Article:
Despite the 2002 election of Lula and his Worker's Party, and their promises of reform—democracy in Brazil remains an enigma. While the country has seen renewed economic growth and progress in areas of health care and education, the gap between rich and poor remains vast. Rampant crime, racial inequality, and a pandemic lack of personal security taint the vision of progress. In this sequel to Democratic Brazil, the contributors assess the impact of competitive politics on Brazilian government, institutions, economics, and society.
Peter R. Kingstone is professor of politics and development and cofounder of the Department of International Development at King's College London. He is the author of several books, including Crafting Coalitions for Reform: Business Preferences, Political Institutions and Neoliberal Reform in Brazil; The Political Economy of Latin America: Reflections on Neoliberalism and Development; and is coeditor, with Timothy J. Power, of Democratic Brazil: Actors, Institutions and Processes, and Democratic Brazil Revisited.
Timothy J. Power is university lecturer in Brazilian Studies and fellow of St. Antony's College, University of Oxford. A past president of the Brazilian Studies Association, he is the author of The Political Right in Postauthoritarian Brazil.
“Democratic Brazil Revisited is that rare accomplishment, a sequel that improves upon the previous edition. Offering a treasure of new research, the contributors-leading experts of and from Brazil-critically examine the Lula government and the Workers' Party in power. Collectively, their essays illuminate the central paradoxes of contemporary Brazilian democracy: as democratic institutions grow stronger, voters more sophisticated, and economic performance and social policy outputs improve, civil society becomes more disillusioned and severe social, racial, and judicial inequalities persist. This book is an essential reference for every student of contemporary Brazilian politics.”
—Frances Hagopian, University of Notre Dame
“No matter what your field, Democratic Brazil Revisited is essential reading for understanding current trends in Brazil. Combining scholarly excellence with clear writing, Kingstone and Power have once again assembled some of the best research for portraying how one of the world's largest, most vibrant, yet most paradoxical democracies functions.”—Kenneth P. Serbin, University of San Diego
“An exceptionally clear and comprehensive survey of the contemporary political situation. . . .a state of the field snapshot for graduate students in the social sciences. Kingstone and Power have managed to enlighten us once again.”—Bulletin of Spanish Studies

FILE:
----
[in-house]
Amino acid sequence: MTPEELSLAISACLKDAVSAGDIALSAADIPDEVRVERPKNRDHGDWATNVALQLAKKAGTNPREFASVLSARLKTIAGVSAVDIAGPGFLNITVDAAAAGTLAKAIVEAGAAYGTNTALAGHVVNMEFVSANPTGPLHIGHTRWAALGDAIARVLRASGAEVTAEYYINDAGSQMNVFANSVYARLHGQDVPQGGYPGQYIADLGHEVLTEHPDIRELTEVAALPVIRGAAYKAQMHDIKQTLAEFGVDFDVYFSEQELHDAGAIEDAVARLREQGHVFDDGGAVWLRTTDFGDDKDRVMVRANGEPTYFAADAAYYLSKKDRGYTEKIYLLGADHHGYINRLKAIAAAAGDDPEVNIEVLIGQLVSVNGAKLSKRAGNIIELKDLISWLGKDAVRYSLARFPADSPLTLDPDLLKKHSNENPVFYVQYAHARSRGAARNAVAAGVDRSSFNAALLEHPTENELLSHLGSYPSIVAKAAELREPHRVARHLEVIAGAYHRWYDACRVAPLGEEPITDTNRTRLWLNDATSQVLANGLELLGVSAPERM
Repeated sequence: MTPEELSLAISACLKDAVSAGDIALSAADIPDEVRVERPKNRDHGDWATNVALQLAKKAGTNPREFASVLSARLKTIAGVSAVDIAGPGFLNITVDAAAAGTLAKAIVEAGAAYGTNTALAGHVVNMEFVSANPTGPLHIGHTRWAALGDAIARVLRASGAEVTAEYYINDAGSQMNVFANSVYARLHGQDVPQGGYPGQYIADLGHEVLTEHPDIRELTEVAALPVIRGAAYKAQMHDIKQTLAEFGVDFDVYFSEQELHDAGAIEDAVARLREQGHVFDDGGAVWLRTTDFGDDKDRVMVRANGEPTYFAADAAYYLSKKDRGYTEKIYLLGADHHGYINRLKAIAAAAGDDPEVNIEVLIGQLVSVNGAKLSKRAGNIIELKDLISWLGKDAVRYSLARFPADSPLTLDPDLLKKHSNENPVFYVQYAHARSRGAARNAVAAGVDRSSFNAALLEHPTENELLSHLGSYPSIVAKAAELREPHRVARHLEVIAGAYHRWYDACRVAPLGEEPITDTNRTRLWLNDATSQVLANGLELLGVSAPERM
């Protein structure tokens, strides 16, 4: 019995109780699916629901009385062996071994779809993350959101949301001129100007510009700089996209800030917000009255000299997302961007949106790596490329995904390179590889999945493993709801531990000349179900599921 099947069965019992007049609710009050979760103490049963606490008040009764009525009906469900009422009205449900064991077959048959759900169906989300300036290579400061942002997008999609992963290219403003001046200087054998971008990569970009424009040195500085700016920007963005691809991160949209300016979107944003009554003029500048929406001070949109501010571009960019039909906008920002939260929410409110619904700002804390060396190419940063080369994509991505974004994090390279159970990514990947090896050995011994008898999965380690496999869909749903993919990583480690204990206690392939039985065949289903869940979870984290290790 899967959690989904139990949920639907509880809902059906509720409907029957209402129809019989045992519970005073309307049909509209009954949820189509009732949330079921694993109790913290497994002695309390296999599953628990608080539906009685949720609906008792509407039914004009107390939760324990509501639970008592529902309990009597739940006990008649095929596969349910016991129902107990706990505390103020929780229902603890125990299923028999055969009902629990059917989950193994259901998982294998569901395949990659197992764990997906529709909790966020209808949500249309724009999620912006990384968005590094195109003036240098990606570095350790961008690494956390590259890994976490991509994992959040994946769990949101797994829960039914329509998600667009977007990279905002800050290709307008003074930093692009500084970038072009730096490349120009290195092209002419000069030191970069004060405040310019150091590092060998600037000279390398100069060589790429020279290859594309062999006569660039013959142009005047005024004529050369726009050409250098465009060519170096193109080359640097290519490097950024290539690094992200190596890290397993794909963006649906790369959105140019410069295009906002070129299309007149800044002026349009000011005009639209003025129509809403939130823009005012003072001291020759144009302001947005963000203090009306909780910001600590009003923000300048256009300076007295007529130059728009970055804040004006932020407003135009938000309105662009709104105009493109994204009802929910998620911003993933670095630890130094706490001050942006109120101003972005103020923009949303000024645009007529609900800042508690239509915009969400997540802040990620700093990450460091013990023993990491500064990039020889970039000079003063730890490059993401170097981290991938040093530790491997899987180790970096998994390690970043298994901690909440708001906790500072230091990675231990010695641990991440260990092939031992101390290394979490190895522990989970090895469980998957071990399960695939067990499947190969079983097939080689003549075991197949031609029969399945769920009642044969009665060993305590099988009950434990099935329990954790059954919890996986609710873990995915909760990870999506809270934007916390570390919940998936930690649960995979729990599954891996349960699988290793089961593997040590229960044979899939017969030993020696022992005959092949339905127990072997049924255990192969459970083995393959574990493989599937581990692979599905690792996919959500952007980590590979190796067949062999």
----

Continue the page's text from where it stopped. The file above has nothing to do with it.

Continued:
Brazil presents a compelling example of twenty-first century democracy in action. In this sequel to their landmark study Democratic Brazil, editors Peter Kingstone and Timothy J. Power have assembled a distinguished group of U.S.- and Brazilian-based scholars to assess the impact of competitive politics on Brazilian government, institutions, economics, and society.
The 2002 election of Lula da Silva and his Worker's Party promised a radical shift toward progressive reform, transparency, and accountability, opposing the earlier centrist and market-oriented policies of the Cardoso government. But despite the popular support reflected in his 2006 reelection, many observers claim that Lula and his party have fallen short of their platform promises. They have moved to the center in their policies, done little to change the elitist political culture of the past, and have engaged in “politics as usual” in executive-legislative relations, leading to allegations of corruption.
Under these conditions, democracy in Brazil remains an enigma. Progress in some areas is offset by stagnation and regression in others: while the country has seen renewed economic growth and significant progress in areas of health care and education, the gap between rich and poor remains vast. Rampant crime, racial inequality, and a pandemic lack of personal security taint the vision of progress. These dilemmas make Brazil a particularly striking case for those interested in Latin America and democratization in general.